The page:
Go and see Squeeze on their current, 20-date tour of the UK and there’s an overwhelming sense of generosity in the air. It flows from their loyal and longtime fan base to the stage and back, as has always been the case for one of Britain’s most cherished and enduring bands of the past six decades.
But this time there’s a new element to the magnanimity of their audience, since the appositely titled Food For Thought tour sees Squeeze amplifying their support for the Trussell Trust. The charity supports a network of 1,300 food banks all over the UK, and as the cost of living crisis cuts into the lives of millions, the Trust’s work has become more essential than ever.
A bank of generosity
Its banks distributed 1.3m emergency food parcels between April and September, and 320,000 people had no choice but to turn to their services in the past six months alone. Starkly, the Trust’s research also shows that one in five of those using its services is in regular employment.
“A lot of people who are in jobs can’t afford to live,” says Squeeze’s Glenn Tilbrook. “That’s a new, amazing statistic that speaks about the [fact that] wage levels are just not making ends meet properly.”
The band have been inviting physical donations to collection points at each gig on the tour of tinned and dried food, as well as by credit and debit card. Proceeds go directly to the Trussell Trust, which has recently been forced to launch an emergency appeal with demand for food exceeding supply for the first time.
Squeeze’s Food For Thought EP, featuring a hard-hitting but typically catchy title track recorded this summer, is also on sale at the shows, with takings going directly to independent food banks. “It’s been going really well,” says Tilbrook. “People are really generous and most want to help in some way, given the chance.”
Of the new song, which even mentions the Trust in its lyrics, he adds: “Doing that was something to hang our hat on for the tour, to give it some purpose as well as us playing music.” Adds Chris Difford, his writing partner of nearly 50 years: “It was instigated very much by Glenn. I never comfortably know how to approach a subject like that, it’s not really something I do very well, I don’t think.
“So I threw some ideas in the pot and Glenn took the bull by the horns, and made an incredible job of it. It goes down really well in the show, and it’s a part of the set that welds the audience into the reason why we support the Trussell Trust, and I think that’s important. If there wasn’t something there, it would just be a Squeeze show with lots of Squeeze songs. But this is like putting the stamp on the envelope and sending the money to them.”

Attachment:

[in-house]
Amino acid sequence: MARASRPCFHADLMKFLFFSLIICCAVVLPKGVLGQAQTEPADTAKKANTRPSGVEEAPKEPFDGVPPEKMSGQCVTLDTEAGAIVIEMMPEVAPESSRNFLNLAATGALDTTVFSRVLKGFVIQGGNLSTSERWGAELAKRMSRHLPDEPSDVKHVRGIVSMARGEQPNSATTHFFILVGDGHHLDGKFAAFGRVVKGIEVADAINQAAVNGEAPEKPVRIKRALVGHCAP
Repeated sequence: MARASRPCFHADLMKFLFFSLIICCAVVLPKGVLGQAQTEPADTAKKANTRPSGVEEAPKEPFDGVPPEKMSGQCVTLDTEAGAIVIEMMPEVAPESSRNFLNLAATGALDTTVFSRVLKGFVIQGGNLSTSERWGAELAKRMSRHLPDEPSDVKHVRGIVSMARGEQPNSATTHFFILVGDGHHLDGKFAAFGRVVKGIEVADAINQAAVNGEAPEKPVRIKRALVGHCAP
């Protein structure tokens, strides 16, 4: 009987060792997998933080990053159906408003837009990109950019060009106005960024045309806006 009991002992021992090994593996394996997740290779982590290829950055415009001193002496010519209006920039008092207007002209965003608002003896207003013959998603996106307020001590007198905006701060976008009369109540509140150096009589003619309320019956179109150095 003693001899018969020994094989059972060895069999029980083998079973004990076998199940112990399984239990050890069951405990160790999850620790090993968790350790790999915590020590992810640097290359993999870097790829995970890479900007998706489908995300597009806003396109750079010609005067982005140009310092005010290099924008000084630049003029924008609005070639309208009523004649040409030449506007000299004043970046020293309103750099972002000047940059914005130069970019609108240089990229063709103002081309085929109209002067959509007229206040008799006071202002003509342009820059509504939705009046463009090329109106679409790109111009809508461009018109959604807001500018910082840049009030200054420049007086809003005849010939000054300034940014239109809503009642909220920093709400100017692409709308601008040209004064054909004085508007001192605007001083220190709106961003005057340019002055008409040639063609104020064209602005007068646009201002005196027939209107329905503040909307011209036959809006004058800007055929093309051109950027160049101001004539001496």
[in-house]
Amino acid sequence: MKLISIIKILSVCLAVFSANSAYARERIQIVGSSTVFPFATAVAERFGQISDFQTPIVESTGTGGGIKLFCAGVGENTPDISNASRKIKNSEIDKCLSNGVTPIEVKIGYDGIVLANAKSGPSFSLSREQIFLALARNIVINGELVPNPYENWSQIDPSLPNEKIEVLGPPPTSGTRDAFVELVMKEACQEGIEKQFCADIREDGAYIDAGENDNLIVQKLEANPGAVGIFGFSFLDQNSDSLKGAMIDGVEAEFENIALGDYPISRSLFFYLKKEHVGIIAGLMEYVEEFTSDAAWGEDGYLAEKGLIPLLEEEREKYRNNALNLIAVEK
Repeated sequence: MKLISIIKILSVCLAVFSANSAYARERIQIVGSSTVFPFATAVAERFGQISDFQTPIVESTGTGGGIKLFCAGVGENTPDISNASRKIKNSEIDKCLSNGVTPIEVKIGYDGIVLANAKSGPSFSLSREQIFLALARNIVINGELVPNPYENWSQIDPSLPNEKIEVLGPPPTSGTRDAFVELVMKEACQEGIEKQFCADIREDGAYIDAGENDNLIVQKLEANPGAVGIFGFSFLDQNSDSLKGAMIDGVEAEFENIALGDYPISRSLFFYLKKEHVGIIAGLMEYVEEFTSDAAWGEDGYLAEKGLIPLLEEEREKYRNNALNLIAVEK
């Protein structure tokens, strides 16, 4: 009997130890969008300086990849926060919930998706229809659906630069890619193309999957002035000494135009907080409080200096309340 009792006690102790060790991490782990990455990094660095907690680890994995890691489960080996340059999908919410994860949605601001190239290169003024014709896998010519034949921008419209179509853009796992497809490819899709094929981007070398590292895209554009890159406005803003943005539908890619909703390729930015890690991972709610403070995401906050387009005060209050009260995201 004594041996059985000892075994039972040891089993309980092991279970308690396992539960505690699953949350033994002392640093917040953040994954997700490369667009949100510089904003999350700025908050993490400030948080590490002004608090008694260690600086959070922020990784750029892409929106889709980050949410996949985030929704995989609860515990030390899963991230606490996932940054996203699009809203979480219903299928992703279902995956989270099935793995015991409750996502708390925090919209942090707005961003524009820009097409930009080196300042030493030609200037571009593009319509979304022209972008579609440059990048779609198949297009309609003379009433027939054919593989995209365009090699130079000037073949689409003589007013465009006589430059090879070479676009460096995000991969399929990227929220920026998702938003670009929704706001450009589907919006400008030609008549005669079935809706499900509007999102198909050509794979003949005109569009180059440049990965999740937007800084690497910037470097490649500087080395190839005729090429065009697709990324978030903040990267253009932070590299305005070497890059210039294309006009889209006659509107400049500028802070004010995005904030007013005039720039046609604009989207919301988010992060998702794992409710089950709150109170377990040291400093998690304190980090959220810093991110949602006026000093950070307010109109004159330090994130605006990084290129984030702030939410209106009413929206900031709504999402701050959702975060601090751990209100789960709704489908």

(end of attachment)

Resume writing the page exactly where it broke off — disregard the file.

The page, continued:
At the first of two London shows by Squeeze last Saturday (19) at the Eventim Apollo, the track did indeed earn its place in a generous, 23-song set list that mixed some surprise choices from their expansive songbook (“What Have They Done,” “I Think I’m Go-Go,” “Letting Go”) into a veritable jukebox of calling-card hits.
“The reception we’re getting is the best we’ve ever had,” says Tilbrook. “It’s pretty amazing.” Difford notes: “We’ve been doing songs that we haven’t done for a long time, and if you’re not in the first four rows, a lot of people aren’t aware of those songs. So we’re gently massaging our way through them so people can accept them, and they do.
“The great thing about Squeeze audiences, and I’ve noticed this over the years, is whatever we seem to do, they appreciate, as long as they get the last 20 minutes to get out of their seats. But as we get older,” he says with a laugh, “the 20 minutes gets reduced even more. In five years’ time, it’ll probably be like ten minutes.”
With “Up The Junction” and “Hourglass” played as early aces, the modern-day seven-piece made a triumphant run for home with “Goodbye Girl, “Another Nail in My Heart,” “Tempted,” and “Cool for Cats,” before an encore added “Slap & Tickle” and “Black Coffee in Bed.” Here was a band not only sounding as relevant as ever with their kitchen-sink pop classics, but adding to them with new material.
“Just by writing about stuff we knew, being working class, is its own sort of politics, in a way,” says Tilbrook, adding of their ongoing campaign: “Whatever we can do to help the current situation is all we can do, however people want to spin it. There’s always hope, and always the chance that things can change. That’s the shining light ahead.
“I’m sure there are people who disagree with it,” he concludes, “and the aim is to avoid finger-pointing. That’s something we haven’t entirely succeeded at, but as close as possible. It’s our heartfelt thing.”